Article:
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Guest redshifteffect

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Guest redshifteffect

I have made a couple of posts about living conditions and practicing as a doctor in Australia.


I have gotten a couple of emails along the lines of "it's too good to be true, why doesn't everyone work in Australia"


So I thought I would explain these postings:


1) Most people don't bother to research work opportunities in Australia - why would they? They are happy practicing in their own place and the hassle of moving to another country and starting at the bottom isn't appealing to most people


2) Australia has both a private and public health system. So while the fact that docs do make more money than in Canada seems absurd, it isn't. You can charge your patients whatever you want, and the gov't doesn't cap your salary. The living costs of both countries (Canada and Australia) are both similar and in the end the taxes are the same (high). Also I have researched this very extensively for the last two years, both through personal contact with various GPs, Surgeons etc. not only here but in Canada so I am not simply posting random garbage - I only post things which I am 100% sure about and I can confirm. There are two docs here that I know of that are working with a temporary license both are Canadians, one graduate from the US and the other from Canada. Their biggest complaints about both countries was the workload - they told me they were both very stressed at their jobs.


3) While I have posted the pathway to staying in Australia - this is not very easy. You have to be clever about a couple of things to stay. 1) Do your degree in a rural setting. This gives you an extra 5 pts for immigration which is VERY handy. This also allows you to apply for that state when you are doing immigration, which is under a special category and increases your odds of staying. 2) Make some good contacts with docs. You will need them for internships and residencies. 3) Be open to moving. NZ has a critcal shortage of docs at the moment, so be open to moving there. They will gladly recognize your aussie degree and you might be able to get a PR much more easily. You can attempt to do your residency training there. 4) If you don't have a degree already get ONE! - This could be done in two ways - a degree/diploma from a Canadian institution or one from an Aussie one. I recommend doing a medicine degree with a another degree (ie double degree, as this will save you time) however you could potentially do one here first and then do your med school. This extra degree will help when you are trying to apply for a PR. Also any aussie degree you do will be highly valued when it comes time for getting ur PR so that is another reason you should do a double degree or get a degree from here.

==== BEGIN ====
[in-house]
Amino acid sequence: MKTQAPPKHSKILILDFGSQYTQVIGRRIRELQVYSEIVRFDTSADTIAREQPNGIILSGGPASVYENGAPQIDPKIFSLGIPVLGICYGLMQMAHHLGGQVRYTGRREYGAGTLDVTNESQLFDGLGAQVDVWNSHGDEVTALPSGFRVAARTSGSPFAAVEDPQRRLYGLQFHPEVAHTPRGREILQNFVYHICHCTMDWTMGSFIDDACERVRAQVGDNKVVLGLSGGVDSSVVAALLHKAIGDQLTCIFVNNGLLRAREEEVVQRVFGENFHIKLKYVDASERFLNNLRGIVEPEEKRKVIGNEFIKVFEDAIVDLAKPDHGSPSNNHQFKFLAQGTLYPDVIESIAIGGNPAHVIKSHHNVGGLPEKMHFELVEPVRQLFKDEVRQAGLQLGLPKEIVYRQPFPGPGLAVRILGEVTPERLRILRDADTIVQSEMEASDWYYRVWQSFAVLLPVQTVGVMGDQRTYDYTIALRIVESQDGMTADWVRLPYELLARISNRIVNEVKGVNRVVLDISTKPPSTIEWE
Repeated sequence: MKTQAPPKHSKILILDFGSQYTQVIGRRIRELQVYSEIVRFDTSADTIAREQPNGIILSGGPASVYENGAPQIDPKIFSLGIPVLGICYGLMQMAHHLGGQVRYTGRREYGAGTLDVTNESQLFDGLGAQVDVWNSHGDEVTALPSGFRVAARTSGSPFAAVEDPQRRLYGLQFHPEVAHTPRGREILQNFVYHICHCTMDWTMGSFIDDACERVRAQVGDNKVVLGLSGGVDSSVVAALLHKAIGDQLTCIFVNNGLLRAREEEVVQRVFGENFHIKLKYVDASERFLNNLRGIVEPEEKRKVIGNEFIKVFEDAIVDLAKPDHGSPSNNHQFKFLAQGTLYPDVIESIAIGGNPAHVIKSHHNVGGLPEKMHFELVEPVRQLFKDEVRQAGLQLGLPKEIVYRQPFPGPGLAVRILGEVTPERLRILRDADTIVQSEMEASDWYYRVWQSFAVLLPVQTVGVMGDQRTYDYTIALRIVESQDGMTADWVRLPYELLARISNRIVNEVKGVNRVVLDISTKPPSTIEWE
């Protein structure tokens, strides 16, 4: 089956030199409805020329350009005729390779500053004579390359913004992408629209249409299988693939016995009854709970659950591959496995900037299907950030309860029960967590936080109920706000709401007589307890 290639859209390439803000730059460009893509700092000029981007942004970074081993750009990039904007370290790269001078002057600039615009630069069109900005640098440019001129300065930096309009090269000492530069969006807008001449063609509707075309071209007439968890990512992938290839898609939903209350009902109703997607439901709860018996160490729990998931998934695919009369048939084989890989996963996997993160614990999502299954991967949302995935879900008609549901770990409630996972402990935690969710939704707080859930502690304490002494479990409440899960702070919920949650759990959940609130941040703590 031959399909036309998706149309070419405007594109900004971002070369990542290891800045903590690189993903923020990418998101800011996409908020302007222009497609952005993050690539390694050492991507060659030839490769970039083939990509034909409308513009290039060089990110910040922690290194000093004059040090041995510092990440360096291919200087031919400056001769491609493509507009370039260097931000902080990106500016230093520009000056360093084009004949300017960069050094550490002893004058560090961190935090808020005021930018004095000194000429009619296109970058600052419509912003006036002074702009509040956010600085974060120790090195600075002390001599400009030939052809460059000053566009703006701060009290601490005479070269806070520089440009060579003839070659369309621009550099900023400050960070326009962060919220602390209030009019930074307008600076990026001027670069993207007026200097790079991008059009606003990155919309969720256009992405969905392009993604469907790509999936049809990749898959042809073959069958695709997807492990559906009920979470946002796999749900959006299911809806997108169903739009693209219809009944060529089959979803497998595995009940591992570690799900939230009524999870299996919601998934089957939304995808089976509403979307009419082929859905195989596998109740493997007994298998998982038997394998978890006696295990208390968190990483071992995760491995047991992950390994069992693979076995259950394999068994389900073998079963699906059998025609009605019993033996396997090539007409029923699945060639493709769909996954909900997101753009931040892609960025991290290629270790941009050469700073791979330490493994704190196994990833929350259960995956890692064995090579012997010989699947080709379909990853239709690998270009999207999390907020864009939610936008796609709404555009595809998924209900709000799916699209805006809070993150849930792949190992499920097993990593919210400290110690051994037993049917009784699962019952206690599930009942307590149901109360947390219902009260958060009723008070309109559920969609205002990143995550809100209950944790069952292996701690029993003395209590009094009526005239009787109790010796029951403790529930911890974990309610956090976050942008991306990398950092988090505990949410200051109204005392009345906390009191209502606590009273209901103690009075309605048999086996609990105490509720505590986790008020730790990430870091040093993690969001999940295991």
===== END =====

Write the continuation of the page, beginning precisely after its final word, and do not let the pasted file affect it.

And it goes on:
4) Be prepared to get rid of your snow pants/winter jackets :)


I'm not saying this is the easiest path in the world. But for ppl. like me who would prefer "safer" routes this is honestly the best way I have found. It allows you the flexibility of being able to do a specialty you may be interested in as well as the ability to be licensed to work in Australia. Your ability to return to Canada are increased 100 fold...almost to the point where you will definately get in (esp. under current rules).


Keep in mind though that Australian residencies are VERY VERY LONG. They are much longer than Canadian and American ones! Also, there is competition so you may again not get the residency you want. But for me that's okay because had I stayed in Canada and graduated from their med schools I would be competiting for the same spots among my fellow grads. The only difference is that you get the FIRST pick in Australia (ie you aren't treated like an FMG). So you will still have to work hard to get that Derm spot, but it's definately possible.


Finally face this fact - after 10+ years of training (depending on your residency) you may never want to return. I'm not saying this because you will like Australia (though that's very possible) but because you will have to write more exams in Canada and spend more time in rural areas. After so many years of training, will you really want to start again, or just keep on going with your new life? That I will leave up to you.


Good luck to all of you.

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